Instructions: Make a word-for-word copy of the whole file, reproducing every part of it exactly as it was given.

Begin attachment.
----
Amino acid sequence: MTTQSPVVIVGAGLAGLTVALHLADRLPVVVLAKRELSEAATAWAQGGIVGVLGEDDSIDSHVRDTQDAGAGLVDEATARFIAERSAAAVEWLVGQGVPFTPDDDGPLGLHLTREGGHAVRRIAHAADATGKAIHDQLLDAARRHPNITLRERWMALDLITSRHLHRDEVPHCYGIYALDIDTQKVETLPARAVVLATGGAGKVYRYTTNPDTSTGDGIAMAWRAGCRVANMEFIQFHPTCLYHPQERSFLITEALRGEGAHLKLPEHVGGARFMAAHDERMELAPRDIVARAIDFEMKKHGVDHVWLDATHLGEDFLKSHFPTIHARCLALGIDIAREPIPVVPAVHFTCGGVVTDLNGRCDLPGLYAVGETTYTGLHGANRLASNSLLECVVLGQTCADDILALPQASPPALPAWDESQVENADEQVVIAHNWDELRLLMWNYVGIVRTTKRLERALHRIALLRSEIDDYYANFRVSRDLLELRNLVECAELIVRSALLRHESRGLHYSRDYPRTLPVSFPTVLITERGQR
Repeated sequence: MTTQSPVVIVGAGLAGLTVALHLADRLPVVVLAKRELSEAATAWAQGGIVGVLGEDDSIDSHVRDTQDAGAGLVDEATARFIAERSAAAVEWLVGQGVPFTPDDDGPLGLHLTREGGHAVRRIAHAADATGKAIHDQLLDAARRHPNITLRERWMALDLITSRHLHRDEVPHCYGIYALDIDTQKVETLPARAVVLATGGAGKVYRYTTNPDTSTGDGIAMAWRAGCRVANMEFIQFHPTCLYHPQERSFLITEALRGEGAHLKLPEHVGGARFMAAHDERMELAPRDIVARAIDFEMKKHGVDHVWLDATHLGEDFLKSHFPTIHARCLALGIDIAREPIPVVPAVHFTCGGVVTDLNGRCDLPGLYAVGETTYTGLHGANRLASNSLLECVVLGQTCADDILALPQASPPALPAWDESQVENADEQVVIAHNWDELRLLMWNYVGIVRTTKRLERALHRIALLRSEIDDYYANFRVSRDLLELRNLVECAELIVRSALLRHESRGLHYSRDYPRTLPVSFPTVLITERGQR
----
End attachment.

Amino acid sequence: MTTQSPVVIVGAGLAGLTVALHLADRLPVVVLAKRELSEAATAWAQGGIVGVLGEDDSIDSHVRDTQDAGAGLVDEATARFIAERSAAAVEWLVGQGVPFTPDDDGPLGLHLTREGGHAVRRIAHAADATGKAIHDQLLDAARRHPNITLRERWMALDLITSRHLHRDEVPHCYGIYALDIDTQKVETLPARAVVLATGGAGKVYRYTTNPDTSTGDGIAMAWRAGCRVANMEFIQFHPTCLYHPQERSFLITEALRGEGAHLKLPEHVGGARFMAAHDERMELAPRDIVARAIDFEMKKHGVDHVWLDATHLGEDFLKSHFPTIHARCLALGIDIAREPIPVVPAVHFTCGGVVTDLNGRCDLPGLYAVGETTYTGLHGANRLASNSLLECVVLGQTCADDILALPQASPPALPAWDESQVENADEQVVIAHNWDELRLLMWNYVGIVRTTKRLERALHRIALLRSEIDDYYANFRVSRDLLELRNLVECAELIVRSALLRHESRGLHYSRDYPRTLPVSFPTVLITERGQR
Repeated sequence: MTTQSPVVIVGAGLAGLTVALHLADRLPVVVLAKRELSEAATAWAQGGIVGVLGEDDSIDSHVRDTQDAGAGLVDEATARFIAERSAAAVEWLVGQGVPFTPDDDGPLGLHLTREGGHAVRRIAHAADATGKAIHDQLLDAARRHPNITLRERWMALDLITSRHLHRDEVPHCYGIYALDIDTQKVETLPARAVVLATGGAGKVYRYTTNPDTSTGDGIAMAWRAGCRVANMEFIQFHPTCLYHPQERSFLITEALRGEGAHLKLPEHVGGARFMAAHDERMELAPRDIVARAIDFEMKKHGVDHVWLDATHLGEDFLKSHFPTIHARCLALGIDIAREPIPVVPAVHFTCGGVVTDLNGRCDLPGLYAVGETTYTGLHGANRLASNSLLECVVLGQTCADDILALPQASPPALPAWDESQVENADEQVVIAHNWDELRLLMWNYVGIVRTTKRLERALHRIALLRSEIDDYYANFRVSRDLLELRNLVECAELIVRSALLRHESRGLHYSRDYPRTLPVSFPTVLITERGQR